Soulskill from the technically-they-make-all-of-them dept.
Hugh Pickens writes "David Mielach reports on a new study which finds that women in management positions lead in a more democratic way, allowing employees to participate in decision-making and establishing interpersonal channels of communication. 'In line with known gender differences in individual leadership, we find that in workplaces with more women managers, more individualized employee feedback is carried out,' says study author Eduardo Melero. 'Likewise, we can see evidence, although weaker, that in these workplaces decisions are made more democratically and more interpersonal channels of communications are established.' The research was based on data from the Workplace Employment Relationships Survey, a survey of workplaces in the United Kingdom. Melero analyzed this data by looking at the number of women in management positions in companies and the leadership tactics employed at those companies. He found increased communication between management and employees in companies with women in management positions led to more well-informed decisions, since employee feedback will be utilized in the decision-making process. Still, correlation does not equal causation. 'One might question the direction of the relation: is it women managers who are the behind these policies, or is it that more progressive organizations are more accessible for women leaders than other workplaces (PDF)?'"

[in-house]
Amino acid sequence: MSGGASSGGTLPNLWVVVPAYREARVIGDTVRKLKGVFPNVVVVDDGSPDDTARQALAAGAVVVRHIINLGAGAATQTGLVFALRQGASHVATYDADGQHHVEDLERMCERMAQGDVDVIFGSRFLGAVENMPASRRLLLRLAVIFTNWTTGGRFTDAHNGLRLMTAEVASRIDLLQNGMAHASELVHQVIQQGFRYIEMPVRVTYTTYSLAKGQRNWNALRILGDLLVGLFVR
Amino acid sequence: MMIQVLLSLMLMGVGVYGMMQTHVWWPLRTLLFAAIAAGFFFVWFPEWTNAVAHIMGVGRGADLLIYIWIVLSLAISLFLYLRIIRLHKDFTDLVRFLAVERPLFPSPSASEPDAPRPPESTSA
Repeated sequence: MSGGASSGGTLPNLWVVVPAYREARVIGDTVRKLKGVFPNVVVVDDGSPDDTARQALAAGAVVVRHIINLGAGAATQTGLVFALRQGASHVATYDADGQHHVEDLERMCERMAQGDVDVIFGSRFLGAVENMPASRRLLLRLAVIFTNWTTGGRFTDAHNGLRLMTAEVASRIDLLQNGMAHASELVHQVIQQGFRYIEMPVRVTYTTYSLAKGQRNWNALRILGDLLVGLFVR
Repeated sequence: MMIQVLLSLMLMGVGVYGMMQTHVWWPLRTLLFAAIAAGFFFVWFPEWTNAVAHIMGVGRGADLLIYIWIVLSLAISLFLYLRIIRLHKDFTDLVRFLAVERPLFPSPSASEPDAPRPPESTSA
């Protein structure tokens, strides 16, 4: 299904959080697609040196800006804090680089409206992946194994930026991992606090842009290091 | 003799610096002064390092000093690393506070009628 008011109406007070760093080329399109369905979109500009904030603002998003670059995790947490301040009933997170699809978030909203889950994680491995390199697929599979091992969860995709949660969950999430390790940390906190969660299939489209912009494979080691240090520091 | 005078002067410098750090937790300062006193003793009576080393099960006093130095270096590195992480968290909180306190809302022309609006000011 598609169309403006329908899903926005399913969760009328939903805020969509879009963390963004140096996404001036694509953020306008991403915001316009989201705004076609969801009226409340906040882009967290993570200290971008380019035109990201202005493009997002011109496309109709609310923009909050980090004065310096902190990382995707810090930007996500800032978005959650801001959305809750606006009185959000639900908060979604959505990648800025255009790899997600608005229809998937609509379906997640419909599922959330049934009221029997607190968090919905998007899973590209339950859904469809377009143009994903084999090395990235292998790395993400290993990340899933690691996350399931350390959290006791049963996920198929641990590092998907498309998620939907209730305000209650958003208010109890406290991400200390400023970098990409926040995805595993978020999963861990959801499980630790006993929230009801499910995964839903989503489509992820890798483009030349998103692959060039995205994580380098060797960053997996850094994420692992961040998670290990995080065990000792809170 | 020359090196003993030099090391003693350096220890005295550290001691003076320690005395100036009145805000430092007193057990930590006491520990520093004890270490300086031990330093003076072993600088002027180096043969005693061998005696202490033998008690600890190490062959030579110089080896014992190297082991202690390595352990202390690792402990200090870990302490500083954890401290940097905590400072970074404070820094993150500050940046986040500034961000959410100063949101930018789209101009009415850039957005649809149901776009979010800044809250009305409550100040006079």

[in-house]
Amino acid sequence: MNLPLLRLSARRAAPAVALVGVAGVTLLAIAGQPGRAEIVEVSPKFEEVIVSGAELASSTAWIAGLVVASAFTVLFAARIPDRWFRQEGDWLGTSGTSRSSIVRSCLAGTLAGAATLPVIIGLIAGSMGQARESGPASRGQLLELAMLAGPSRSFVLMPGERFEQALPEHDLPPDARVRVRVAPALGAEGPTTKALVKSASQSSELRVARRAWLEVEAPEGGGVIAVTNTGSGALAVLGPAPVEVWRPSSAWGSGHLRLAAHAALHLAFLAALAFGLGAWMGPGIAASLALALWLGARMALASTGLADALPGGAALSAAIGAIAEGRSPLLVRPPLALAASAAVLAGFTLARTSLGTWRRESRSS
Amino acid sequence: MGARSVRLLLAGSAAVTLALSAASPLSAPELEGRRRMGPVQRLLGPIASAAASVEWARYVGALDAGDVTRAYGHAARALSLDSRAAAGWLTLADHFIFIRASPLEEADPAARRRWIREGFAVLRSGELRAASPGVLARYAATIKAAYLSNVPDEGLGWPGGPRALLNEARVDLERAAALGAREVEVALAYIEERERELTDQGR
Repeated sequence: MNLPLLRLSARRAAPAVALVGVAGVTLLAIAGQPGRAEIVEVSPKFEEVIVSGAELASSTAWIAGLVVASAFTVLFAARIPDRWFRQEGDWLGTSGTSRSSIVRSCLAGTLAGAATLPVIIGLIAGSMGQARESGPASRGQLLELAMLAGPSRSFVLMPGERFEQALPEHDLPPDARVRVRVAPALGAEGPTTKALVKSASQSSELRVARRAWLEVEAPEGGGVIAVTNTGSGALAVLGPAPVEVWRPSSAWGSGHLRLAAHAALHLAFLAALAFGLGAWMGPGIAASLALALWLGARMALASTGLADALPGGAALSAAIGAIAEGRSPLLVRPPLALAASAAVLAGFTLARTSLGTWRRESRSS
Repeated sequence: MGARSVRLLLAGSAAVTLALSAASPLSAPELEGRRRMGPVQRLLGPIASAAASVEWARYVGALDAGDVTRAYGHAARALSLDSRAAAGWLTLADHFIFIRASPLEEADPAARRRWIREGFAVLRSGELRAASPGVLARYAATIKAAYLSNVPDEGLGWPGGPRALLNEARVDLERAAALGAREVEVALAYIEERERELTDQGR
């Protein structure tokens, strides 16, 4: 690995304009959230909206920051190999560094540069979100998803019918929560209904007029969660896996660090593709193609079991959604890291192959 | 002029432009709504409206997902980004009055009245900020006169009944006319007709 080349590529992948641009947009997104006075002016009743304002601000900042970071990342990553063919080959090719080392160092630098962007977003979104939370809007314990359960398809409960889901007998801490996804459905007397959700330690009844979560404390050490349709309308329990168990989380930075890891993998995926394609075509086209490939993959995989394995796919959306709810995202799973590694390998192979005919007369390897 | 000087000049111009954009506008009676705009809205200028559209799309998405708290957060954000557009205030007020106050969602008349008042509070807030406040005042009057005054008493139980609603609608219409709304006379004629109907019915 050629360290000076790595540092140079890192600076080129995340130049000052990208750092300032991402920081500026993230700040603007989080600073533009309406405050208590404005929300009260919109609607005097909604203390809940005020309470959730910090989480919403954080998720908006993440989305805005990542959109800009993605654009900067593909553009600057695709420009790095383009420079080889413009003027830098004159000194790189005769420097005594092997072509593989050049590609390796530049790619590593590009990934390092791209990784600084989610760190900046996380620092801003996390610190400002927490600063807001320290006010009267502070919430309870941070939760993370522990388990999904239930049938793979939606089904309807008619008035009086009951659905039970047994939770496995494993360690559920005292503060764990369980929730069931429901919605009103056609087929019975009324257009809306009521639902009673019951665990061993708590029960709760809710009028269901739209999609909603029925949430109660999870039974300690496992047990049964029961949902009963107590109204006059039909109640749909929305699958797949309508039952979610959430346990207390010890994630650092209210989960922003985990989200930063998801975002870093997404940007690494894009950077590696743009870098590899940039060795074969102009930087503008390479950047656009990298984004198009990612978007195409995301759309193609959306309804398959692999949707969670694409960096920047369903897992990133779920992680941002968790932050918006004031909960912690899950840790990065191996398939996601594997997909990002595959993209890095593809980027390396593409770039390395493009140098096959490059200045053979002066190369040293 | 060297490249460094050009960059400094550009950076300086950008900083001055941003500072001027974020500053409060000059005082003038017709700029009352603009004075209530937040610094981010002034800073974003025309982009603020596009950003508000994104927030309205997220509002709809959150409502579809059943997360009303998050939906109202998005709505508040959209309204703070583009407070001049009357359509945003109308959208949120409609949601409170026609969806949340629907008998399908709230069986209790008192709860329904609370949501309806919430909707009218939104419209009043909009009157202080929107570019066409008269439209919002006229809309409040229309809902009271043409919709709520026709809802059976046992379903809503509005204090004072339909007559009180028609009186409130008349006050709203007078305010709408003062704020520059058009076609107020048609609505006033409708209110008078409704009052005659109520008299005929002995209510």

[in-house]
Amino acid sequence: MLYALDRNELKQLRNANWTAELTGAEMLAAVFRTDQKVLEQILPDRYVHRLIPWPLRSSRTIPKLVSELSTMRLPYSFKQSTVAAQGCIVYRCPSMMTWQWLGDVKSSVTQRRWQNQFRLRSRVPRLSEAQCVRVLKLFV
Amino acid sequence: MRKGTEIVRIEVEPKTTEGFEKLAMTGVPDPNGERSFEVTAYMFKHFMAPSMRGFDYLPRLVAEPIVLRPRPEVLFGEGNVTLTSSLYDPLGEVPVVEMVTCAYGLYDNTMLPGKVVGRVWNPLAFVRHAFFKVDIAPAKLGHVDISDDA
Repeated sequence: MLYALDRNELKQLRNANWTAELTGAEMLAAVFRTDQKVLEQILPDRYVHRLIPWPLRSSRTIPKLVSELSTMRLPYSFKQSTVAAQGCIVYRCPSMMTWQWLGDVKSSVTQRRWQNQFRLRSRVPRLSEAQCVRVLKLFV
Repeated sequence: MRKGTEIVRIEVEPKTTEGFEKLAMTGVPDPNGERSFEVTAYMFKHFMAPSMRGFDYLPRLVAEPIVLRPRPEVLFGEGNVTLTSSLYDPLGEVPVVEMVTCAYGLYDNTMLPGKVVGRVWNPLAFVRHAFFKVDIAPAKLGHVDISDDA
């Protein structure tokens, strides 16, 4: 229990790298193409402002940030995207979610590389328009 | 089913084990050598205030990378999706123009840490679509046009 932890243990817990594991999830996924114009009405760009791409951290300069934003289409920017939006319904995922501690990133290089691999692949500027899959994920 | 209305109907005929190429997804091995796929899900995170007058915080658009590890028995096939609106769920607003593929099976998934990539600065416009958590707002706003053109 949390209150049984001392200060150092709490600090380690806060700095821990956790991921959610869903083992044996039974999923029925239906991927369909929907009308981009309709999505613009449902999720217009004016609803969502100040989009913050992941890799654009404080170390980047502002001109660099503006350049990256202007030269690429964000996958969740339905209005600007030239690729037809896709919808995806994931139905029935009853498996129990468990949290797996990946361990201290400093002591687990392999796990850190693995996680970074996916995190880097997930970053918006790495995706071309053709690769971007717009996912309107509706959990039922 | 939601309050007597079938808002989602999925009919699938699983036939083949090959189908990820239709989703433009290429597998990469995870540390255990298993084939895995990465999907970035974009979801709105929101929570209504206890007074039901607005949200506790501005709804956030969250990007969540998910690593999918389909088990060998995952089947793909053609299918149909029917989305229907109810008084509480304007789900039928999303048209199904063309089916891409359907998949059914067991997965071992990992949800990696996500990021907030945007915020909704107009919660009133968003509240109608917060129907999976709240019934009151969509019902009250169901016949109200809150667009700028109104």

"Being against torture ought to be sort of a bipartisan thing."
-- Karl Lehenbauer